EAST PROVIDENCE, R.I. (WPRI) — The Rhode Island Department of Health recorded an increase in opioid overdose activity, prompting the agency to place a region of the state on alert.

The Health Department published new data from their Opioid Overdose Integrated Surveillance System, which records emergency department (ED) visits and emergency medical services (EMS) runs for 10 regions across the state. The data covers non-fatal overdoses.

Courtesy: R.I. Department of Health

The alert is for Region 9, which surpassed the threshold of ED visits and matched it for EMS runs between March 6 and 12.

Region 9 includes East Greenwich, West Greenwich, Exeter, Richmond, and Hopkinton. The weekly threshold for the area is two, and the data shows they recorded fewer than 5 during the seven-day period.

Region 8 also met the threshold for ED visits. This region is comprised of Jamestown, Bristol, Warren, Portsmouth, Tiverton, Little Compton, Middletown, Newport, and Barrington.

Dr. Jim McDonald, the Health Department’s interim director, told 12 News that even small, rural communities are affected by the opioid epidemic.

“When you think of illicitly manufactured drugs, they’re not quality controlled like pharmaceutical drugs, so you see this exacerbation in regions throughout the state from time to time,” McDonald explained.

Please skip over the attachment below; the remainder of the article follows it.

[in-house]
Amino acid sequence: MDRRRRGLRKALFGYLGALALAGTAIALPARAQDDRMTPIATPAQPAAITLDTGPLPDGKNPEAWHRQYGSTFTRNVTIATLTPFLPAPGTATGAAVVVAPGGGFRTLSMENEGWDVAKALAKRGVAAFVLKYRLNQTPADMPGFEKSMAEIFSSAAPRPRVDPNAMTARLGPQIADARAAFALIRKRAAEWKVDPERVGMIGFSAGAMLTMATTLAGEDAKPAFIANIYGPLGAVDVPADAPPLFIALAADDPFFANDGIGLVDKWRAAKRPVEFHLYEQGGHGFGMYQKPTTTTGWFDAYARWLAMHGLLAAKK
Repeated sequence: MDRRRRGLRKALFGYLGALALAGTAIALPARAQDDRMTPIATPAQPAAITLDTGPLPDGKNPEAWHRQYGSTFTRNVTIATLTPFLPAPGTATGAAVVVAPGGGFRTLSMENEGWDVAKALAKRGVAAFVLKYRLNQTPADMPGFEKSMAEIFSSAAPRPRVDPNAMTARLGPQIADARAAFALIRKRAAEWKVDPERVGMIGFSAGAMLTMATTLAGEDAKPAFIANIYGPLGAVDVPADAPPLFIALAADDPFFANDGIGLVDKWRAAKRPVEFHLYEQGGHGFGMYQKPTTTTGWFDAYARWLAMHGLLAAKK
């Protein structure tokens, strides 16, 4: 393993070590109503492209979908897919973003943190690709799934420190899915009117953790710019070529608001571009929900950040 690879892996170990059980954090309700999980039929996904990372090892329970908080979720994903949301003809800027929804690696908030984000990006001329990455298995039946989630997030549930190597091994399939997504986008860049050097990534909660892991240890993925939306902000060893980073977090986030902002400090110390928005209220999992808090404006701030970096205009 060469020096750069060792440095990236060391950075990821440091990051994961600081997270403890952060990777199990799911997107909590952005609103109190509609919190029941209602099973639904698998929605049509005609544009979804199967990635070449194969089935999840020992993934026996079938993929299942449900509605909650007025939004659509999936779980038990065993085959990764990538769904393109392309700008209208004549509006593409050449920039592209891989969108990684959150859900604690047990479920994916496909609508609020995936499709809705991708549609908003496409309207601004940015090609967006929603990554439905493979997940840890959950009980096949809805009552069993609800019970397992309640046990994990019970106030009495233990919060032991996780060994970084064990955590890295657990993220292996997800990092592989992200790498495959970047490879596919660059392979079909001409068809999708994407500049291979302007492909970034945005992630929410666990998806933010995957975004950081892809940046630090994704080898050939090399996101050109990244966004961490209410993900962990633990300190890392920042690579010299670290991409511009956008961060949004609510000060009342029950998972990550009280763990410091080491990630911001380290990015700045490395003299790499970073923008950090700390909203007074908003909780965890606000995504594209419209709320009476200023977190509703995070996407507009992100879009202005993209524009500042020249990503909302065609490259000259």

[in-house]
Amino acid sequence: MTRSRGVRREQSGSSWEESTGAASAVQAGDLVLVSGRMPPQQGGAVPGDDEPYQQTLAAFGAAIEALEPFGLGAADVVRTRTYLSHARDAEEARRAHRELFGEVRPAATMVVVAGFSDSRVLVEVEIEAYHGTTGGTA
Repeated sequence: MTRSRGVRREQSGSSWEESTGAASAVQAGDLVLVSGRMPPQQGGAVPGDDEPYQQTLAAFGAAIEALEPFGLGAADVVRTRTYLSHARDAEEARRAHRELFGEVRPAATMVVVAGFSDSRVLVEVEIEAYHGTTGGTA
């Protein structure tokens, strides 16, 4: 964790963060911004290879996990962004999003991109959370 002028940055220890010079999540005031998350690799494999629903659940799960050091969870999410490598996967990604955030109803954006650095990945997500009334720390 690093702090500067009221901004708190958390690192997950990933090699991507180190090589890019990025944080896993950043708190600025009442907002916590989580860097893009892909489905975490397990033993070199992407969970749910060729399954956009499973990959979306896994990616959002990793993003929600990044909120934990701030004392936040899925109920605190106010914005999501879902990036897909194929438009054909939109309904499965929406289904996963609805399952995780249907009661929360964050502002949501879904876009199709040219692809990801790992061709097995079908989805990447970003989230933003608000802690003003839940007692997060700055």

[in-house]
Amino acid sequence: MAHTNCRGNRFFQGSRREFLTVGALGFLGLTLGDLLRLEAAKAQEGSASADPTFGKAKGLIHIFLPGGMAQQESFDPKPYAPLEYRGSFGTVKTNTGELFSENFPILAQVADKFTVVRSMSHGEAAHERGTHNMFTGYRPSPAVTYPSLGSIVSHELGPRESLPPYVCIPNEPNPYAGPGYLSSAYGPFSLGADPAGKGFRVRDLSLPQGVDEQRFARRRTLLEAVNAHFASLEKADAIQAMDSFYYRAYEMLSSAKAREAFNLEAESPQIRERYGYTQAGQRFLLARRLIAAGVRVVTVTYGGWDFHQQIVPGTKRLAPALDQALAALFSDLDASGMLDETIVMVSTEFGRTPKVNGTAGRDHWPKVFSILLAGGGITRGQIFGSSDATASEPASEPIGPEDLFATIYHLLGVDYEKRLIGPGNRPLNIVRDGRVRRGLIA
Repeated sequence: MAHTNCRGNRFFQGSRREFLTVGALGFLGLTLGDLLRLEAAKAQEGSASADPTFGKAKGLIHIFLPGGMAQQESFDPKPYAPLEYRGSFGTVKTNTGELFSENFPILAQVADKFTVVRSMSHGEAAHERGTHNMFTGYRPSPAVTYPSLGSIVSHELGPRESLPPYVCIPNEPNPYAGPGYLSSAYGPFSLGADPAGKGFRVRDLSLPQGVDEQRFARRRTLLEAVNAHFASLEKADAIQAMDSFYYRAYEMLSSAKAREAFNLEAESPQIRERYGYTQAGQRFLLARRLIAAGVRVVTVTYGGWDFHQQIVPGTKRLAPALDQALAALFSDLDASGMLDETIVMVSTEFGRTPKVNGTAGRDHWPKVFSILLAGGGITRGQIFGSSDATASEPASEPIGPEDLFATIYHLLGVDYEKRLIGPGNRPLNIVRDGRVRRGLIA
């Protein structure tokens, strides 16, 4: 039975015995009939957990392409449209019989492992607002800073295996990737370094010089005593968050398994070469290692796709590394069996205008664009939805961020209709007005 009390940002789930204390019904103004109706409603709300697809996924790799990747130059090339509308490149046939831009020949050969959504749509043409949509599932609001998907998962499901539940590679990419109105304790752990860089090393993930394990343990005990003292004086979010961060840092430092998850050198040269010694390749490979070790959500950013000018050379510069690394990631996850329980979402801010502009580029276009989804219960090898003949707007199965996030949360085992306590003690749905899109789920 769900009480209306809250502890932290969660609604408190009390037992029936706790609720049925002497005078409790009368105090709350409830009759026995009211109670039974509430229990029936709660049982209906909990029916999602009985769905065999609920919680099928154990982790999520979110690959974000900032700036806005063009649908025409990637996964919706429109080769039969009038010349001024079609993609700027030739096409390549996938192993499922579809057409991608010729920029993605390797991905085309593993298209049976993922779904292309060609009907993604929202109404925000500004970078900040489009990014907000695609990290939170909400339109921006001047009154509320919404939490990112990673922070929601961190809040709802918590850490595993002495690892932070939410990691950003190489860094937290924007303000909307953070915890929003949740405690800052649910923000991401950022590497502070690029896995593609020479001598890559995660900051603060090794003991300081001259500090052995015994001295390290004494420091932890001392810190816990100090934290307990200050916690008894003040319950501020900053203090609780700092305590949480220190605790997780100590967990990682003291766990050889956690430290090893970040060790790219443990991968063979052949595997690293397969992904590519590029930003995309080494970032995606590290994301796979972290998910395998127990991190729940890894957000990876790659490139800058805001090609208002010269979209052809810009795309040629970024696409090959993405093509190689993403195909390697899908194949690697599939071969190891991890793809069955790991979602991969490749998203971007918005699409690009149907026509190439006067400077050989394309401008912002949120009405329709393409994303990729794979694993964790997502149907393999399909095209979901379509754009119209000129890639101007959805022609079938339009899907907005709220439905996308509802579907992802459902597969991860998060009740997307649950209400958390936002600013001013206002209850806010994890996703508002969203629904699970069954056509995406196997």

The threshold for activity in each region can fluctuate weekly. The surveillance system is meant to alert first responders and organizations of an increase in opioid overdose activity and allows them to take additional measures, like providing naloxone to people at risk, the Health Department said.

“We should feel like law enforcement should know, EMS should know, fire should know, the hospitals should know. It’s really just letting people know there’s an increased activity in your area,” McDonald said.

Health Department spokesperson Joseph Wendelken told 12 News it’s still too early to tell what could have caused the spike in Region 9, but noted that fentanyl and counterfeit pills often pay a role in increased overdose activity.

McDonald said the opioid epidemic is a regional, statewide and national problem, but he hopes safe injection sites can help prevent fatal and non-fatal overdoses.

It’s estimated that more than 400 people in the state died of an accidental drug overdose in 2021, which would be the most recorded in a single year.

Courtesy: R.I. Department of Health

12 News reporter Matt Paddock contributed to this report.